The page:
Over the years, conversations around cancer have increased tremendously. More people are testing positive for cancer, though in the advanced stages when the prognosis is poor. The increased awareness created around this topic is probably due to the high mortality cases experienced that can be lowered by proper prevention and management. One of the several cancers reducing the quality of life in men is prostate cancer.
Prostate cancer occurs when abnormal and uncontrolled cell growth is observed in the prostate, a small walnut-sized gland responsible for producing seminal fluids that nourish and transport sperms. Causes are unknown; however, men above 50 years, with a family history of the disease, and for reasons not established, the African population is more at risk of developing prostate cancer. Unfortunately, early cancer is asymptomatic, but symptoms show in advanced stages.
Symptoms of prostate cancer
- Frequent urination at night
- Burning sensation or pain when passing urine
- Interrupted urine flow
- Leaking urine
- Discomfort when sitting because of an enlarged prostate
- Incomplete voiding of the bladder after urination
When cancer breaks out from the prostate gland, rapid weight loss, erectile dysfunction, blood in urine and semen, and back or pelvic pains occur. Some men rarely see their medical practitioners nor talk about their conditions. Consequently, there is a need to intensify screening at the onset of the mentioned manifestations or when they hit the fiftieth mark for early diagnosis.
The fatality cases are worrying with at least one in eight men over 50 years will get the disease. While survival rates are high, one man dies every hour. Further, the Kenyan Ministry of Health Cancer Guidelines states that prostate cancer is the most common type of cancer affecting men with at least 1000 incidences while deaths stand at around 850 cases annually.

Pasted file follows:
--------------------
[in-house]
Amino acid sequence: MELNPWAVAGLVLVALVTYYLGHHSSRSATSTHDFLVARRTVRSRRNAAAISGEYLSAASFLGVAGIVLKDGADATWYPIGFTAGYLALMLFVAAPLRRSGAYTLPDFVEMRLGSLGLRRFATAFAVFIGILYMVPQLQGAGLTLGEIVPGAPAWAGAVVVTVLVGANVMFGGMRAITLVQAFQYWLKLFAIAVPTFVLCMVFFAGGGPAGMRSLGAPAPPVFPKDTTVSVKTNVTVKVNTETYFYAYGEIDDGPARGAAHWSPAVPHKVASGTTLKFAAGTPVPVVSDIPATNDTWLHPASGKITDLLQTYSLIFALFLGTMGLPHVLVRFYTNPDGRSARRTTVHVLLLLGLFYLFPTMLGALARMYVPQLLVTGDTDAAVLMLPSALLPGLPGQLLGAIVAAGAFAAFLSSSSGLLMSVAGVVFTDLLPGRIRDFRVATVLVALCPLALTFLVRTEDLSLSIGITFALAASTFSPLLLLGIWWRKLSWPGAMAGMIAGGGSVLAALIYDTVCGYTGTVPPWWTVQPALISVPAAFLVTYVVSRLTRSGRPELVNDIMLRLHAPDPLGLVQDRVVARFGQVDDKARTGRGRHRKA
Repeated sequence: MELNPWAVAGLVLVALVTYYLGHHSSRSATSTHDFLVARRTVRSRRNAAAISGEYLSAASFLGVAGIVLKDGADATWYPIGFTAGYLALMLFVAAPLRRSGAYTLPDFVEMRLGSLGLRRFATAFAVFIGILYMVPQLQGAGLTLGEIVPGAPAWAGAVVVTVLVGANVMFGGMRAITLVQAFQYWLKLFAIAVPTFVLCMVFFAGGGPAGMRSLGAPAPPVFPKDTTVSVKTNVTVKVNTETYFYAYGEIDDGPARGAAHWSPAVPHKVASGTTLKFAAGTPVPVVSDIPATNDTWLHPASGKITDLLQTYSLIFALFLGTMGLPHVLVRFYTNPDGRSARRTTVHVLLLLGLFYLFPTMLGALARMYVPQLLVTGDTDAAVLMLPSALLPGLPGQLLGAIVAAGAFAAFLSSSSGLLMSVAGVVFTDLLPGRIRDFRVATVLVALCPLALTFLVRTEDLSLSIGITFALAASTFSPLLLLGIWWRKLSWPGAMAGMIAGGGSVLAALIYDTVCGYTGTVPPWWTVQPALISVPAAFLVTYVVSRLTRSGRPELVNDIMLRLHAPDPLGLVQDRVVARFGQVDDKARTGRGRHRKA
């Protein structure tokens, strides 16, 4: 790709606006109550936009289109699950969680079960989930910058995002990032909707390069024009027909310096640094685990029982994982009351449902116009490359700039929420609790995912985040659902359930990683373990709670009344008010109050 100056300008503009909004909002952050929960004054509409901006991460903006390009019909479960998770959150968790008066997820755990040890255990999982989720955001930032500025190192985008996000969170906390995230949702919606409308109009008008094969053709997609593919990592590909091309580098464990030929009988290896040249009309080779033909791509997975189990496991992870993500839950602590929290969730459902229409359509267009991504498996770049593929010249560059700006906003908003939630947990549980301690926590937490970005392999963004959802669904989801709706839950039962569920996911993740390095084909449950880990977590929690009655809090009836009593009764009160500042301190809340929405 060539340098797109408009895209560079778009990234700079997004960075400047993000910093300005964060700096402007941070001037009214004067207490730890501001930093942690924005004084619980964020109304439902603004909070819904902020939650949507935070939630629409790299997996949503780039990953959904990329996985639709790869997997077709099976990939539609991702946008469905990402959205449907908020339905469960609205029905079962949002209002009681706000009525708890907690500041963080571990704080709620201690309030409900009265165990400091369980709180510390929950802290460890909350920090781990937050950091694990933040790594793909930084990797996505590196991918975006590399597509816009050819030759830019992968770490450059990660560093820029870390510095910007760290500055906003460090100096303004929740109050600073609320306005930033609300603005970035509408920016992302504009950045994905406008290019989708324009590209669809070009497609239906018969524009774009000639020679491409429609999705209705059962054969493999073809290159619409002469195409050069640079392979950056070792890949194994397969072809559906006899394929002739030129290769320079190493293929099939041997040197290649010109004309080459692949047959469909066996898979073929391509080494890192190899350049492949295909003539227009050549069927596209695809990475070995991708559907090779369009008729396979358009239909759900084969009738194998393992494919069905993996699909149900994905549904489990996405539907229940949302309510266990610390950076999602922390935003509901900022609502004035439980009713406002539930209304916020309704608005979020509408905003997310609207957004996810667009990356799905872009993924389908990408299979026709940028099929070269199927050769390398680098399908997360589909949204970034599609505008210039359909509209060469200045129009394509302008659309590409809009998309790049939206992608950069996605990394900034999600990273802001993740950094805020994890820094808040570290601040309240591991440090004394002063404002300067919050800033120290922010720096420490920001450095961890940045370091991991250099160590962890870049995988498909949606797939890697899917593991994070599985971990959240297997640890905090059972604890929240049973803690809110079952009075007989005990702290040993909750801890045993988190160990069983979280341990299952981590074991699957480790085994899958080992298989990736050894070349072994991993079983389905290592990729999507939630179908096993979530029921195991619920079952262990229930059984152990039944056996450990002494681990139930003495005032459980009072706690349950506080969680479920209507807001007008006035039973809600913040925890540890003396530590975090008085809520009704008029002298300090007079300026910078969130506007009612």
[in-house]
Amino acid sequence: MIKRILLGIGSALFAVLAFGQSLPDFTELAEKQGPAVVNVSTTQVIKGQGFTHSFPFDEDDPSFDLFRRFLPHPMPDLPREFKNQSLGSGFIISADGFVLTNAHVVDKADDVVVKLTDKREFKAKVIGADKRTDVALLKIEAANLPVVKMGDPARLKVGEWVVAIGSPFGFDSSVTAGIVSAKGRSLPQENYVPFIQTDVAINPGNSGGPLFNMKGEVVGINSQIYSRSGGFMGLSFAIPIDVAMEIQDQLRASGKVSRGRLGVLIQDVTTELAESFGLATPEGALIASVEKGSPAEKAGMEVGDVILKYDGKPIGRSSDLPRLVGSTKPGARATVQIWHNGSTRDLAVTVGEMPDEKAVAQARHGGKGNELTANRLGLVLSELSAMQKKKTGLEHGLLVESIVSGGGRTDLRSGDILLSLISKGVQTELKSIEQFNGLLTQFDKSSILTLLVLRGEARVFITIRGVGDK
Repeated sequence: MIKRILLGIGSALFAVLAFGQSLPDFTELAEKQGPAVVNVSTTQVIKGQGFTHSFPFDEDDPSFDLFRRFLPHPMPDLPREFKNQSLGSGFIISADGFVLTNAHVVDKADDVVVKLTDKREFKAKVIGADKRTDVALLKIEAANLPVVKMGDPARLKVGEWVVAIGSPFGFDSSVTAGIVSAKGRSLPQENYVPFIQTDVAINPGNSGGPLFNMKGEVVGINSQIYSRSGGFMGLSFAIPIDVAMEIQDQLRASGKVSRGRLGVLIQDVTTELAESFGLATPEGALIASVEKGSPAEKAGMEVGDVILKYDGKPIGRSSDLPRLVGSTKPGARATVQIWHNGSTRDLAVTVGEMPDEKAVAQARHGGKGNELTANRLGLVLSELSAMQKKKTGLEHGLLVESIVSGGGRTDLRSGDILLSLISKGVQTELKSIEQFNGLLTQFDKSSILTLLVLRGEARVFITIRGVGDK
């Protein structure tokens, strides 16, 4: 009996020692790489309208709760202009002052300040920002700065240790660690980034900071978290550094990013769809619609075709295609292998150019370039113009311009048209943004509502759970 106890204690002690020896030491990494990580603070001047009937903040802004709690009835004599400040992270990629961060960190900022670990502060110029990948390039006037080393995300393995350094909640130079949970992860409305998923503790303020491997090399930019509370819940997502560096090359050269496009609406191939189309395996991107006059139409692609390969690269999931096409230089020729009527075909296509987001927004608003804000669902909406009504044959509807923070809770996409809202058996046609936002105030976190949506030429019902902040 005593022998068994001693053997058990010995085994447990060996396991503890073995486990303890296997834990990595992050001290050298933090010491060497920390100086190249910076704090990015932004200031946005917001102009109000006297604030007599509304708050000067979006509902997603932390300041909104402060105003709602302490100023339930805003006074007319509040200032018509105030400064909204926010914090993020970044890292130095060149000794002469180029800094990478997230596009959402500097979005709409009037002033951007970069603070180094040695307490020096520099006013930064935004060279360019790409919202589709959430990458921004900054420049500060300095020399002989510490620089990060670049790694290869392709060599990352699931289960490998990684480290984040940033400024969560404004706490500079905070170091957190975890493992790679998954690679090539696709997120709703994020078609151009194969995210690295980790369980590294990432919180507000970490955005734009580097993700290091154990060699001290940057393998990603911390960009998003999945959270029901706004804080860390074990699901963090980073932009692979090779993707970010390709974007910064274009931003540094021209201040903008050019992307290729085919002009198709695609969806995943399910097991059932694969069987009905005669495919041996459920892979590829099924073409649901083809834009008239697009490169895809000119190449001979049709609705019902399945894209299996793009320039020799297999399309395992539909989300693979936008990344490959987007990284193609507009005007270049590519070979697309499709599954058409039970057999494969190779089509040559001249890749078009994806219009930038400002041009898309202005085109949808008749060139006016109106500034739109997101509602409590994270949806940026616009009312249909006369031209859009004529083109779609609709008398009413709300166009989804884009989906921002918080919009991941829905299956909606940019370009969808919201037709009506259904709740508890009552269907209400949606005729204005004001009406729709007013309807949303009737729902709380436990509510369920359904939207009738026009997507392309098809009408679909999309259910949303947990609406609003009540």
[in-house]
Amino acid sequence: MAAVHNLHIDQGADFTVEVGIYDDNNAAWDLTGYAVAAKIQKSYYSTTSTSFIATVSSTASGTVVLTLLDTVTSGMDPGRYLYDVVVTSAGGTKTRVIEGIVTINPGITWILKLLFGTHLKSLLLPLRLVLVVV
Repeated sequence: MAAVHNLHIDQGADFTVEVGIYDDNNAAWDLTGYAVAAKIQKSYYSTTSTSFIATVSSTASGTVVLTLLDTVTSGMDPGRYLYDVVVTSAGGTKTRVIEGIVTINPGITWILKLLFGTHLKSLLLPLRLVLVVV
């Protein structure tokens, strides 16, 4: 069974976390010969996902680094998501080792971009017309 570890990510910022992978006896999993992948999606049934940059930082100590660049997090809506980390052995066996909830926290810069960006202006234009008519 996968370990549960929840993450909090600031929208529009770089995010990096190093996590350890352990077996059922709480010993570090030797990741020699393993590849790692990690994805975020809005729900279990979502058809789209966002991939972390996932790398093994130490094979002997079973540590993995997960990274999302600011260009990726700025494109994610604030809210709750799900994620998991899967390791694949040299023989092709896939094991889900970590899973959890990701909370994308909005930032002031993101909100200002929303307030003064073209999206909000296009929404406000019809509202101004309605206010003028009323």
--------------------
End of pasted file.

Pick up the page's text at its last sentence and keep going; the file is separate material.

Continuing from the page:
Despite the horrifying figures, most men above 50 years are unaware of prostate cancer and how to protect themselves. Other challenges experienced in the effort to curb the disease are the high cost of screening and treatment that is unaffordable to most, and only a handful of the health facilities can carry out the test disadvantaging most men due to locality. Regardless of the government’s bid to reduce treatment costs through the National Health Insurance Fund (NHIF), much ought to be done to ensure treatment is accessible to all.
To top the government’s effort, the individual has to play their role as well. Cease alcohol consumption, eat a healthy diet, be physically active as this reduces the chance by 30-50%. Maintain a healthy weight, stay sexually active, and increase intake of Vitamin D. Additionally, the spouse should be supportive and encourage the partner to get screened in case of any symptoms.
Our aged men are at risk, and the best way to save them is by ensuring they get screened. If thinking about what to get your favorite man on his fiftieth birthday, take him to the hospital for screening. Not only is this a sign of concern, but also love for his wellbeing.